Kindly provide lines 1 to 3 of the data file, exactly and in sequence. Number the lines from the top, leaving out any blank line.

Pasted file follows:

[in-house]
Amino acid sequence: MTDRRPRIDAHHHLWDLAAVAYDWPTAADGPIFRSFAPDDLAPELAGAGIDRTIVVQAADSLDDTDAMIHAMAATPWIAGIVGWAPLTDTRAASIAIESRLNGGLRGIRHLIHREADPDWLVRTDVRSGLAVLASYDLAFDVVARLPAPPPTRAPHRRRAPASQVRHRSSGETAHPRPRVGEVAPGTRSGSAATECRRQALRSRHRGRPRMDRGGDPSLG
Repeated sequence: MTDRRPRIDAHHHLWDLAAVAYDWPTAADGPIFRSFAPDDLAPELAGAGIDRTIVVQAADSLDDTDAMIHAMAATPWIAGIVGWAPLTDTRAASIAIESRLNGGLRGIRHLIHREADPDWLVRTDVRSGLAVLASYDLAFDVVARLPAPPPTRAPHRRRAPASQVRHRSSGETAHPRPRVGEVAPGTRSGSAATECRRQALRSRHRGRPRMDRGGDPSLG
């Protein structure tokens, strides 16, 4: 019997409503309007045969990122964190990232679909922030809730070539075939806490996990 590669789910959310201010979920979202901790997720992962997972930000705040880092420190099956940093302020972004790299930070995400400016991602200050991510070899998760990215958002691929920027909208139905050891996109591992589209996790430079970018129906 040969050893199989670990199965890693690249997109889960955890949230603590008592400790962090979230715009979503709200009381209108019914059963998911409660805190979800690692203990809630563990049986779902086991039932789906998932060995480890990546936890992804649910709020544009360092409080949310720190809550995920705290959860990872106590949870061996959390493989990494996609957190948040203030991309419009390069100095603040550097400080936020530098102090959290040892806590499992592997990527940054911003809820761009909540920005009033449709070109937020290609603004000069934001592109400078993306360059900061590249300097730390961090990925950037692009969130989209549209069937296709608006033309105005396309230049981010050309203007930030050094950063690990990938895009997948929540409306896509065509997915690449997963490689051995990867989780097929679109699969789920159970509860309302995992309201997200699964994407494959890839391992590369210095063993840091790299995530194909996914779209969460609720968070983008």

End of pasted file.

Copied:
[in-house]
Amino acid sequence: MTDRRPRIDAHHHLWDLAAVAYDWPTAADGPIFRSFAPDDLAPELAGAGIDRTIVVQAADSLDDTDAMIHAMAATPWIAGIVGWAPLTDTRAASIAIESRLNGGLRGIRHLIHREADPDWLVRTDVRSGLAVLASYDLAFDVVARLPAPPPTRAPHRRRAPASQVRHRSSGETAHPRPRVGEVAPGTRSGSAATECRRQALRSRHRGRPRMDRGGDPSLG
Repeated sequence: MTDRRPRIDAHHHLWDLAAVAYDWPTAADGPIFRSFAPDDLAPELAGAGIDRTIVVQAADSLDDTDAMIHAMAATPWIAGIVGWAPLTDTRAASIAIESRLNGGLRGIRHLIHREADPDWLVRTDVRSGLAVLASYDLAFDVVARLPAPPPTRAPHRRRAPASQVRHRSSGETAHPRPRVGEVAPGTRSGSAATECRRQALRSRHRGRPRMDRGGDPSLG